In all computer simulations, we observed a few basic patterns of events that combine to form particular histories. When starting with a random shape, there is a short initial phase of a few discontinuous transitions rapidly decreasing the distance to the target. This is understood by noting that many modifications of a random shape increase its similarity to a (random) target and by recalling that such modifications are accessible in the local neighborhood of any random sequence (discontinuity of the folding map). Both properties effectively establish a funnel in shape space enabling fast relaxation to a level of similarity beyond which adaptation becomes harder. Then the character of evolutionary dynamics changes.

In the second phase, the population level (as monitored by distance to target) is entirely dominated by punctuation events. The point is that these events do mostly, but not always, line up with discontinuous transitions on the evolutionary path. In Fig. 1A, events a and b are rapid (18) successions of continuous transitions shortening and elongating stacks by single base pairs. This shows that sudden changes in fitness do not imply discontinuous phenotypic transformations. The reverse is not true either, as shown by the discontinuous shift event c, which is silent in terms of fitness. All remaining fitness changes do, however, coincide with discontinuous transitions in shape space. These discontinuous transitions are the simple shift events e, g, h, i, the double flip (d), and the flip (f) (19). An ancestral shape that has been on the path in the distant past is reoccurring (but not on the path) several discontinuous transitions thereafter (event j in Fig. 1A), arising by a single point mutation from shapes currently on the path. This is a molecular version of atavism.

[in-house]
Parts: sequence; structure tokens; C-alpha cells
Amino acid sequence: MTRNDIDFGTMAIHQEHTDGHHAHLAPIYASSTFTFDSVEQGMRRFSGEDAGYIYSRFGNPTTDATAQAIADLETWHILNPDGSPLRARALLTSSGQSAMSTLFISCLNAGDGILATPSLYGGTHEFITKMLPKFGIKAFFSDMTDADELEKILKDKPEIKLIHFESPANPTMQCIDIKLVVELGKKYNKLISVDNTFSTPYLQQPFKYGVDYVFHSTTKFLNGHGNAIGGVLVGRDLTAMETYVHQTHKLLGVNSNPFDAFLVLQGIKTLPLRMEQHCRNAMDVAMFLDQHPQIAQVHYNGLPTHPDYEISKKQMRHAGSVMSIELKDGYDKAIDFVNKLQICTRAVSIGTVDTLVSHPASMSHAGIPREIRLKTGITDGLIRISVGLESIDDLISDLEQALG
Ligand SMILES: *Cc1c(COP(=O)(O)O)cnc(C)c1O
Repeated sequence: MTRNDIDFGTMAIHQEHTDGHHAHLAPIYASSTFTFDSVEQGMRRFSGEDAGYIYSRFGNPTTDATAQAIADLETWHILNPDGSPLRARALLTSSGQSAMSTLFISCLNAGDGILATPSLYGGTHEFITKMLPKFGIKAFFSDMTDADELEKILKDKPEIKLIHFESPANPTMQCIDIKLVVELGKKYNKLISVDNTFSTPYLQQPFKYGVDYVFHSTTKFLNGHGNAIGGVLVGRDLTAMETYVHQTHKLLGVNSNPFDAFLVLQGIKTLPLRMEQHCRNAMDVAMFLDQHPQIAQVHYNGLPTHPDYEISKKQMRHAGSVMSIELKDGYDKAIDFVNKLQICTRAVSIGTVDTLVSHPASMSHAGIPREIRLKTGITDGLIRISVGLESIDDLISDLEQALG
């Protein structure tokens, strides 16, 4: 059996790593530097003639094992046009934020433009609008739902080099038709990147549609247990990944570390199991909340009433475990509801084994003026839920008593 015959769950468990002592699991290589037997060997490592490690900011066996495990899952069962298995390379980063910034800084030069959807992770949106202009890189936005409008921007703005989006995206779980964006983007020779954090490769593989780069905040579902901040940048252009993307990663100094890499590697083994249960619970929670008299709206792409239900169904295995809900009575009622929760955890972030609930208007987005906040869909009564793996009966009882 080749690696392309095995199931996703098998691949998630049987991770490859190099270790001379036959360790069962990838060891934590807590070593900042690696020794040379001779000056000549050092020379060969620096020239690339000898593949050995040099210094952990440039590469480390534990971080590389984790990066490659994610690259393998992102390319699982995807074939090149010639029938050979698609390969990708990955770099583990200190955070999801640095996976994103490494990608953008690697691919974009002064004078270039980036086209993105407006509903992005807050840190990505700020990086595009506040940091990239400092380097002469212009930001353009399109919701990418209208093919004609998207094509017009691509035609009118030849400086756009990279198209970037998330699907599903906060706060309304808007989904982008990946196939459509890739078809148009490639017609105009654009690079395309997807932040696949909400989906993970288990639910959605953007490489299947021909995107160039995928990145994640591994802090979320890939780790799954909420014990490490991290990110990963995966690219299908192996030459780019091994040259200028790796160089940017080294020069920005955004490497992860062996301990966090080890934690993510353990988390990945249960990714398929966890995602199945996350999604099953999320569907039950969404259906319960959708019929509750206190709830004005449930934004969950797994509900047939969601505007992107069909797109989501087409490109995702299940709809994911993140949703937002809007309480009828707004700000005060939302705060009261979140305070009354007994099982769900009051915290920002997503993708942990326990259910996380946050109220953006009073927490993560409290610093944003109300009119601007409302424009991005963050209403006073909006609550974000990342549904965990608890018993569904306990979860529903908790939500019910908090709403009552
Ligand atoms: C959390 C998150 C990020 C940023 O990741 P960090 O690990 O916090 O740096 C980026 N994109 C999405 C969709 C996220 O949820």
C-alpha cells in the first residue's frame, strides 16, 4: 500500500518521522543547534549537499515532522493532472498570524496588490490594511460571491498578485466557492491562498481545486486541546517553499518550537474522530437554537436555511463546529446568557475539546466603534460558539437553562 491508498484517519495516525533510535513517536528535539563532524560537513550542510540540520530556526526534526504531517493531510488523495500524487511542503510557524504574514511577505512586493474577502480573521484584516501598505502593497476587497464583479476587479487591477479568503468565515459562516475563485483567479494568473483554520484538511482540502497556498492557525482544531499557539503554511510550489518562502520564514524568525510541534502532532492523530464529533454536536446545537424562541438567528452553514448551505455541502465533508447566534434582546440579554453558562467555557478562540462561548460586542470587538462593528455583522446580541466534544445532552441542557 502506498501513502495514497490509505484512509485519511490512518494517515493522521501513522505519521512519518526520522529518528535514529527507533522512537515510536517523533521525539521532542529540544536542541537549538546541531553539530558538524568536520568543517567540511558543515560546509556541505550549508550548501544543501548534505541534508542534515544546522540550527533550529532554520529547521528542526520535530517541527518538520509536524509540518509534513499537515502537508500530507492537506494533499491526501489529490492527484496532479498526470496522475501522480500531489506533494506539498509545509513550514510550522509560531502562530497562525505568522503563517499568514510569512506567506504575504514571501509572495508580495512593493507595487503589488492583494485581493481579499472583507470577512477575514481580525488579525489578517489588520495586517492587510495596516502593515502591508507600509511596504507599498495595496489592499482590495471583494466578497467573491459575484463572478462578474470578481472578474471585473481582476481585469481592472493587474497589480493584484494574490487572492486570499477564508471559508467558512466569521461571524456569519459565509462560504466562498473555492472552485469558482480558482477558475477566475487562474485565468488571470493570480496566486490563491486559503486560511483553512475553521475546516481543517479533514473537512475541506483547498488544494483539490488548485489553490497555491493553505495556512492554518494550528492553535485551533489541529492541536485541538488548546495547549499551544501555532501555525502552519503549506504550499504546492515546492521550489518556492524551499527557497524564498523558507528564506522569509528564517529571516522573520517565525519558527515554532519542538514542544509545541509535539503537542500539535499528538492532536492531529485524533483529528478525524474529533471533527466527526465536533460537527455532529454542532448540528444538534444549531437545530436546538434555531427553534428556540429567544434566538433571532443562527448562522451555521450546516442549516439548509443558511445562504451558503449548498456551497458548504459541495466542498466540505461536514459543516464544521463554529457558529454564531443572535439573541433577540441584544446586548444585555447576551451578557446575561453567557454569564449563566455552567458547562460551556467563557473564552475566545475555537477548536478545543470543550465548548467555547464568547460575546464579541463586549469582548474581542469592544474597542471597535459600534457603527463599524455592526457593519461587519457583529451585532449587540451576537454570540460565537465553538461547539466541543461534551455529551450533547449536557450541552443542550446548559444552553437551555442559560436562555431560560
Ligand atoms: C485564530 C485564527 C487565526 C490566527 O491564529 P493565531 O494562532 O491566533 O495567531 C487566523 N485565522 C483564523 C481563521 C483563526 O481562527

Given its nature, a discontinuous transformation can be triggered by a single point mutation only if the rest of the sequence provides the appropriate context. Such sequences are severely constrained and hence rare. When a phenotype is under strong selection, neutral drift is the only means for producing the required genotypic context (6,20). This is why discontinuous transitions are preceded by extended periods of neutral drift in Fig. 1A.

The concept of evolutionary continuity cannot be separated from an understanding of the relation between genotype and phenotype. It is indeed defined by it. A necessary step toward formalizing the concept of punctuated equilibrium is the study of the fitness-independent topological structure of phenotype space induced by the genotype-phenotype map. In a final analysis, punctuation may turn out to be a phenomenon intrinsic to an evolving entity and less dependent on external contingencies than hitherto assumed.